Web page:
In the cases of In the Matter of Pharmainvest Fund Ltd, Emerging Income Fund Ltd, and Emerging Value Opportunities (Bahamas) Ltd and In the Matter of the International Business Act3 (pending), three winding-up petitions were filed by a shareholder seeking to wind up three mutual funds incorporated under the Investment Funds Act on the basis of loss of substratum.

The application involved a master-feeder fund structure in which Bahamian companies were coupled with Delaware partnerships, which held similar names to the Bahamian feeder-fund companies. All of the assets of the Delaware partnerships were invested in a master account, which was also a Bahamian company. The structure included three Bahamian international business companies (the Bahamian feeder funds); three Delaware-based limited partnerships (the US feeder funds); and three Bahamas-based exempted limited partnerships, which act as master accounts and that purportedly conducted all principal investment trading. The two feeder funds were used to receive the investments of underlying participant investors and those investments were then fed into the master accounts. Together, each of the three entities make up a ‘fund’ that collectively the offering memoranda said would be invested in securities in emerging markets for pharmaceuticals believed to be undervalued but that possessed above-average yield potential.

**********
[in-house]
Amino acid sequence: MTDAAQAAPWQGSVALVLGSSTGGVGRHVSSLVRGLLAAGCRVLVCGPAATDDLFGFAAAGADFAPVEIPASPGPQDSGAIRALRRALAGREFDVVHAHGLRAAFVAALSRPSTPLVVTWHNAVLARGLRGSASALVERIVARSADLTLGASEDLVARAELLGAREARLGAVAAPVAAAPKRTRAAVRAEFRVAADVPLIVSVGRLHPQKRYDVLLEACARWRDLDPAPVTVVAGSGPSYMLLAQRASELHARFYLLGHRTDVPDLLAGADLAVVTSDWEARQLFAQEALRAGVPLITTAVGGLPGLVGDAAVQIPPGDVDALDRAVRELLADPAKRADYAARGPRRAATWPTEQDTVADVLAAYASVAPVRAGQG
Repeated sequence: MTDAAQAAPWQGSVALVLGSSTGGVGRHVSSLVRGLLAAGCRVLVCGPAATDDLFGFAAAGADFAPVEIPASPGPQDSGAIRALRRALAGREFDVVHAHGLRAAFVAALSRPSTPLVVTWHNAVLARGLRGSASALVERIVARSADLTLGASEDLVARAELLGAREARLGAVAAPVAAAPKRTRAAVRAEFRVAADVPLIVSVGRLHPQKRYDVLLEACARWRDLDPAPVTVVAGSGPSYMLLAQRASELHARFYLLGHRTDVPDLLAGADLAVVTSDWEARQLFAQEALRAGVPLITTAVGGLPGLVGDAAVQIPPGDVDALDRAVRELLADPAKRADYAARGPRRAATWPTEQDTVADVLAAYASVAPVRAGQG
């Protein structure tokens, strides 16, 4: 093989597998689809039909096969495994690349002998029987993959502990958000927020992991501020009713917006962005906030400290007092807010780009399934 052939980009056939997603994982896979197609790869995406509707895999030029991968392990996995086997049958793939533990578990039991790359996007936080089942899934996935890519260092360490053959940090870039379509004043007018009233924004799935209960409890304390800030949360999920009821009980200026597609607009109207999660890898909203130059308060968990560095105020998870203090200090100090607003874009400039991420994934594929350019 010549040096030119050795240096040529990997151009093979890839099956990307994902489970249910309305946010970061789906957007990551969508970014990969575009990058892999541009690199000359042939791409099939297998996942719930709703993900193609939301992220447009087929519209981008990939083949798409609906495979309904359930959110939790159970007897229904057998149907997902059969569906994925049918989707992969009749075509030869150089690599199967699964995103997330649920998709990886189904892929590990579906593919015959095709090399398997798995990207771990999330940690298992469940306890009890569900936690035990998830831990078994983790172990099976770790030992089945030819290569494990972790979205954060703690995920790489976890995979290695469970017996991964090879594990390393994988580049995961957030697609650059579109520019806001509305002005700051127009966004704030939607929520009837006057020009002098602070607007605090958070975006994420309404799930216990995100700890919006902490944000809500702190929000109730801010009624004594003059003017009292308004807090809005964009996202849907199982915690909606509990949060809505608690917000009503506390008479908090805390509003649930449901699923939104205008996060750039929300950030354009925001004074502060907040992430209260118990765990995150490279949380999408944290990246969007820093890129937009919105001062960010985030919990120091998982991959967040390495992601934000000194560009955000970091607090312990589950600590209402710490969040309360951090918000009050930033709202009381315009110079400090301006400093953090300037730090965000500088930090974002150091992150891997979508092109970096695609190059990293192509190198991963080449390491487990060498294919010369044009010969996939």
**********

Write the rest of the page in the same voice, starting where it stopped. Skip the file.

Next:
A contributory petitioned on 20 March 2018 to wind up the three Bahamian companies that had been suspended for over nine years, essentially converting what was represented as being an open-end fund into a closed-end fund. The petition was for a just and equitable winding up; it was the petitioner’s position that the funds no longer had a purpose given that the purpose of an investment fund was no longer met as required in accordance with section 1 of the Investment Funds Act 2003.

Loss of substratum

According to the Investment Funds Act, an ‘investment fund’ or ‘fund’ means: